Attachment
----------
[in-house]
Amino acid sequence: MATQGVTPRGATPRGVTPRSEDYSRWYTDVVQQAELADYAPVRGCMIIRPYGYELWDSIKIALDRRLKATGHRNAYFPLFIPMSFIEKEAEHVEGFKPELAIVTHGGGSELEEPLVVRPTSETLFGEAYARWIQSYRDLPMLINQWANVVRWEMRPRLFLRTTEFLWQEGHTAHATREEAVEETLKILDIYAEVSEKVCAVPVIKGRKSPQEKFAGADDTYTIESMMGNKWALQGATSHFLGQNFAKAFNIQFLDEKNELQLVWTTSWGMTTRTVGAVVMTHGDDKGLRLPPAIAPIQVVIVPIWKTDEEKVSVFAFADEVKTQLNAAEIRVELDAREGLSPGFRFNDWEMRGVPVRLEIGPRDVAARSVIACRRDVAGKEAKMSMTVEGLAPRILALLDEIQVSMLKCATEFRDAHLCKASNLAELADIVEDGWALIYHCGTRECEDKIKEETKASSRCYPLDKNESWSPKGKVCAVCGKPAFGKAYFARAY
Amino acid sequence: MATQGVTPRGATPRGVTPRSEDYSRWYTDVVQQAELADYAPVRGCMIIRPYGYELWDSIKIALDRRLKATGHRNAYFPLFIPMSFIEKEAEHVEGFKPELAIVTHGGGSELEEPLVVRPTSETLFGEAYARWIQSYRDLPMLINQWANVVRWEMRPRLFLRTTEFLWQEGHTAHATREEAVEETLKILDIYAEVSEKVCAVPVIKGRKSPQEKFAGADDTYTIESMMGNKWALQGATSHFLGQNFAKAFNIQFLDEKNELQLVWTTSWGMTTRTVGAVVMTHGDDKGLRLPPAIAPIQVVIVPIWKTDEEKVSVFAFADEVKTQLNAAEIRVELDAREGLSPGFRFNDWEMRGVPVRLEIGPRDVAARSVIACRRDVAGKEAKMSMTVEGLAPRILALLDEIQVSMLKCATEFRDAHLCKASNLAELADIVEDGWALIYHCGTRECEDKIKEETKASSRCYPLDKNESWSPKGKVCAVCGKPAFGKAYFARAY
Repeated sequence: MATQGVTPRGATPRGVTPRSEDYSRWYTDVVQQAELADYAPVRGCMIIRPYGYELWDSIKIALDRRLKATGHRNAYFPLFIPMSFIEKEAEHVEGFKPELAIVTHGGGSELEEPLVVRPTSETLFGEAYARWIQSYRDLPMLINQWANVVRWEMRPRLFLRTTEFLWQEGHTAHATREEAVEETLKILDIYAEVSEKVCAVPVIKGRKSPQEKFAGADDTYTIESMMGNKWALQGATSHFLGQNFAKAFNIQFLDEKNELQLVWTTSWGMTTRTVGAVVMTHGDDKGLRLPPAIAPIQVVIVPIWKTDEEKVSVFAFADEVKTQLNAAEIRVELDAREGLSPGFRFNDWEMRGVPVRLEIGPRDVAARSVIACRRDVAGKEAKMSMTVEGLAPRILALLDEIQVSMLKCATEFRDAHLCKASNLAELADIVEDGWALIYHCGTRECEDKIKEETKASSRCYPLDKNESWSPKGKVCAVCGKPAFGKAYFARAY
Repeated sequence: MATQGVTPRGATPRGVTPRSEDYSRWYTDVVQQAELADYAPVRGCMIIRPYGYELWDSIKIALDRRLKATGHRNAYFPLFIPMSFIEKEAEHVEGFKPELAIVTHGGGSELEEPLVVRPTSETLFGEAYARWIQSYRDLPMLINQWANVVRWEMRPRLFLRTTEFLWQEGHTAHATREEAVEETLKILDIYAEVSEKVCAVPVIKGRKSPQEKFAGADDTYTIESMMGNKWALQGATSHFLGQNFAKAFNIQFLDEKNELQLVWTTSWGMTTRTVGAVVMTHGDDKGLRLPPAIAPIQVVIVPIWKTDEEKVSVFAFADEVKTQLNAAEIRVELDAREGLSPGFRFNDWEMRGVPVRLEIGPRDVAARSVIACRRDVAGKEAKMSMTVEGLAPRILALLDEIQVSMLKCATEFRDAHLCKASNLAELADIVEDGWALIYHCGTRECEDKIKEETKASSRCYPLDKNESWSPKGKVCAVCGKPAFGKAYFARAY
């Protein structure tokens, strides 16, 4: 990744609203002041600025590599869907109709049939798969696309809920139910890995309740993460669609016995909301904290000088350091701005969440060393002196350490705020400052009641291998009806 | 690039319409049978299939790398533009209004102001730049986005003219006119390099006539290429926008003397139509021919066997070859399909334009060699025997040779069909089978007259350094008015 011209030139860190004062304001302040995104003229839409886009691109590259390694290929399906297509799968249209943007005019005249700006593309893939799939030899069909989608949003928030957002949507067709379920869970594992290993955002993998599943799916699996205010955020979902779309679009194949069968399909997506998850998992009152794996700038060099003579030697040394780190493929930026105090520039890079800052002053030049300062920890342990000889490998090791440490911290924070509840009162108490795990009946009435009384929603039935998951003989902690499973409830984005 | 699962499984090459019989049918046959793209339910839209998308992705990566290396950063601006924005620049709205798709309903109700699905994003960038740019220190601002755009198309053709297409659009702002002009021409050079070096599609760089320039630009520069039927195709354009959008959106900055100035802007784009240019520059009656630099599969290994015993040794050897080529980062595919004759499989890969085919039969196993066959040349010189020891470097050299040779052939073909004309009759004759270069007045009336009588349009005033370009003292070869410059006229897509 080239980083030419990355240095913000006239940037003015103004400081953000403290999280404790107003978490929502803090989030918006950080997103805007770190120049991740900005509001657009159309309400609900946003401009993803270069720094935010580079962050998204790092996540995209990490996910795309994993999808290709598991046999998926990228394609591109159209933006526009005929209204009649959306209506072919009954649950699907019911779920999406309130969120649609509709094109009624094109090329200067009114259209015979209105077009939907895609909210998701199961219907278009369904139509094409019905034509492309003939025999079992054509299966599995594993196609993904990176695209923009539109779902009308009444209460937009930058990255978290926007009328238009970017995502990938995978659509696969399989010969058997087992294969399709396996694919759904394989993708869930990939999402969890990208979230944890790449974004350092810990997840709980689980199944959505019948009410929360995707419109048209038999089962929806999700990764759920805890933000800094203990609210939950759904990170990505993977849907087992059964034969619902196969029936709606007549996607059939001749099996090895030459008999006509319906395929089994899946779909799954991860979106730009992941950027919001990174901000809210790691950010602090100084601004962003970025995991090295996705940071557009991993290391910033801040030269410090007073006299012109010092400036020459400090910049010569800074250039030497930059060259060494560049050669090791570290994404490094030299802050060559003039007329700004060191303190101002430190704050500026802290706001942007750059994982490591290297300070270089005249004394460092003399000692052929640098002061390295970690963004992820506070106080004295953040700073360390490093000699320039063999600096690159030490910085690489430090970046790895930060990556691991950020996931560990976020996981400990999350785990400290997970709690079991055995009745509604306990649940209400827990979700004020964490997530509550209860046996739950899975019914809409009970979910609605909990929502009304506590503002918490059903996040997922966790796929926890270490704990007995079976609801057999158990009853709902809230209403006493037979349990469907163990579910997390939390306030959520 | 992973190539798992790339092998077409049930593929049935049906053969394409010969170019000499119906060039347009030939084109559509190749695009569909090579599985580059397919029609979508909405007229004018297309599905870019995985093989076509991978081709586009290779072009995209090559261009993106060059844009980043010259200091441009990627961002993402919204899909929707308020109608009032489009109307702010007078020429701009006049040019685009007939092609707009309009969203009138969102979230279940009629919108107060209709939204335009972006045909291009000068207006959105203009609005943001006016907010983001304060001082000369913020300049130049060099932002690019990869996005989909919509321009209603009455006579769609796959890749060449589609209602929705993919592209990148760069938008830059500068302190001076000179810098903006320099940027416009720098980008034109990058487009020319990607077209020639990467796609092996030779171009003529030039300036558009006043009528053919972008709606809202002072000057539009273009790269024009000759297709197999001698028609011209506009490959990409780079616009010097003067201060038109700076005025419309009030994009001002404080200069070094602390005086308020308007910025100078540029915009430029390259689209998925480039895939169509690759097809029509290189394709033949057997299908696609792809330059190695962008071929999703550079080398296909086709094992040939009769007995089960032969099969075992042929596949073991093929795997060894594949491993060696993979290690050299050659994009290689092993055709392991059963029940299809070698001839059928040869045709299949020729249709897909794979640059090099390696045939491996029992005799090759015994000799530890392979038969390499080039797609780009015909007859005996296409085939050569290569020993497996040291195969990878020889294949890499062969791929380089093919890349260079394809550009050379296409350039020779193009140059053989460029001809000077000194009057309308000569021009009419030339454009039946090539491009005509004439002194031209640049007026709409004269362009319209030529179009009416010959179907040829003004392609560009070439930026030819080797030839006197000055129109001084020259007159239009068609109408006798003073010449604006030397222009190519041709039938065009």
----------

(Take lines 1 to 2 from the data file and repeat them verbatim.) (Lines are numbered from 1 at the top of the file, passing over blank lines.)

[in-house]
Amino acid sequence: MATQGVTPRGATPRGVTPRSEDYSRWYTDVVQQAELADYAPVRGCMIIRPYGYELWDSIKIALDRRLKATGHRNAYFPLFIPMSFIEKEAEHVEGFKPELAIVTHGGGSELEEPLVVRPTSETLFGEAYARWIQSYRDLPMLINQWANVVRWEMRPRLFLRTTEFLWQEGHTAHATREEAVEETLKILDIYAEVSEKVCAVPVIKGRKSPQEKFAGADDTYTIESMMGNKWALQGATSHFLGQNFAKAFNIQFLDEKNELQLVWTTSWGMTTRTVGAVVMTHGDDKGLRLPPAIAPIQVVIVPIWKTDEEKVSVFAFADEVKTQLNAAEIRVELDAREGLSPGFRFNDWEMRGVPVRLEIGPRDVAARSVIACRRDVAGKEAKMSMTVEGLAPRILALLDEIQVSMLKCATEFRDAHLCKASNLAELADIVEDGWALIYHCGTRECEDKIKEETKASSRCYPLDKNESWSPKGKVCAVCGKPAFGKAYFARAY